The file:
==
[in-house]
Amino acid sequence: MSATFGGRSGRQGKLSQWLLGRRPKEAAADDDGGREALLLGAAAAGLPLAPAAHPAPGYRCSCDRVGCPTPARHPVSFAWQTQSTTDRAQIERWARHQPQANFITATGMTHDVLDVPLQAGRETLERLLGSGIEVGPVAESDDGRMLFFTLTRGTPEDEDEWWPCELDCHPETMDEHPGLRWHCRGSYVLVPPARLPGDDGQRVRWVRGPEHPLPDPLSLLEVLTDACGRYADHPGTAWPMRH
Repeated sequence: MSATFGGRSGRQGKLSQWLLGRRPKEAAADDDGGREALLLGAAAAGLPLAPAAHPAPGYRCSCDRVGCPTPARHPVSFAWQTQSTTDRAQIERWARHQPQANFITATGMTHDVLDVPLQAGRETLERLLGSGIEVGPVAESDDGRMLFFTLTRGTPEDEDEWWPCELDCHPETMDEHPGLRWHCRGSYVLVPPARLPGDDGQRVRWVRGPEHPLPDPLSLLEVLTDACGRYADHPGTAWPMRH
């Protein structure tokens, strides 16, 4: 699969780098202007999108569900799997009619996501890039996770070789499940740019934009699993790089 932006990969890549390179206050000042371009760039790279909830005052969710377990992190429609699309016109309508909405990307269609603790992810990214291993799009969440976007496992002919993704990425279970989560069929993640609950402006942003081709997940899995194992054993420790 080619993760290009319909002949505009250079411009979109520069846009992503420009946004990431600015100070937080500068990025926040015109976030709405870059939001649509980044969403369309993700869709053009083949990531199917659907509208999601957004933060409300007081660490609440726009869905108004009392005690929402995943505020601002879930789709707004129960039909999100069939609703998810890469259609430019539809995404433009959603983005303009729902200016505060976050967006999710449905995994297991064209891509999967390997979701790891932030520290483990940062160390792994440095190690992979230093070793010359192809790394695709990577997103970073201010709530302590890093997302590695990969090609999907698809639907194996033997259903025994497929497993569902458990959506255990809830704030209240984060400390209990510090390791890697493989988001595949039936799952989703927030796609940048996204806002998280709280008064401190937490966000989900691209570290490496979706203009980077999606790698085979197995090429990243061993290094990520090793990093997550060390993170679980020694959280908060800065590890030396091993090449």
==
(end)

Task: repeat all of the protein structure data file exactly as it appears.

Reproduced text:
[in-house]
Amino acid sequence: MSATFGGRSGRQGKLSQWLLGRRPKEAAADDDGGREALLLGAAAAGLPLAPAAHPAPGYRCSCDRVGCPTPARHPVSFAWQTQSTTDRAQIERWARHQPQANFITATGMTHDVLDVPLQAGRETLERLLGSGIEVGPVAESDDGRMLFFTLTRGTPEDEDEWWPCELDCHPETMDEHPGLRWHCRGSYVLVPPARLPGDDGQRVRWVRGPEHPLPDPLSLLEVLTDACGRYADHPGTAWPMRH
Repeated sequence: MSATFGGRSGRQGKLSQWLLGRRPKEAAADDDGGREALLLGAAAAGLPLAPAAHPAPGYRCSCDRVGCPTPARHPVSFAWQTQSTTDRAQIERWARHQPQANFITATGMTHDVLDVPLQAGRETLERLLGSGIEVGPVAESDDGRMLFFTLTRGTPEDEDEWWPCELDCHPETMDEHPGLRWHCRGSYVLVPPARLPGDDGQRVRWVRGPEHPLPDPLSLLEVLTDACGRYADHPGTAWPMRH
């Protein structure tokens, strides 16, 4: 699969780098202007999108569900799997009619996501890039996770070789499940740019934009699993790089 932006990969890549390179206050000042371009760039790279909830005052969710377990992190429609699309016109309508909405990307269609603790992810990214291993799009969440976007496992002919993704990425279970989560069929993640609950402006942003081709997940899995194992054993420790 080619993760290009319909002949505009250079411009979109520069846009992503420009946004990431600015100070937080500068990025926040015109976030709405870059939001649509980044969403369309993700869709053009083949990531199917659907509208999601957004933060409300007081660490609440726009869905108004009392005690929402995943505020601002879930789709707004129960039909999100069939609703998810890469259609430019539809995404433009959603983005303009729902200016505060976050967006999710449905995994297991064209891509999967390997979701790891932030520290483990940062160390792994440095190690992979230093070793010359192809790394695709990577997103970073201010709530302590890093997302590695990969090609999907698809639907194996033997259903025994497929497993569902458990959506255990809830704030209240984060400390209990510090390791890697493989988001595949039936799952989703927030796609940048996204806002998280709280008064401190937490966000989900691209570290490496979706203009980077999606790698085979197995090429990243061993290094990520090793990093997550060390993170679980020694959280908060800065590890030396091993090449």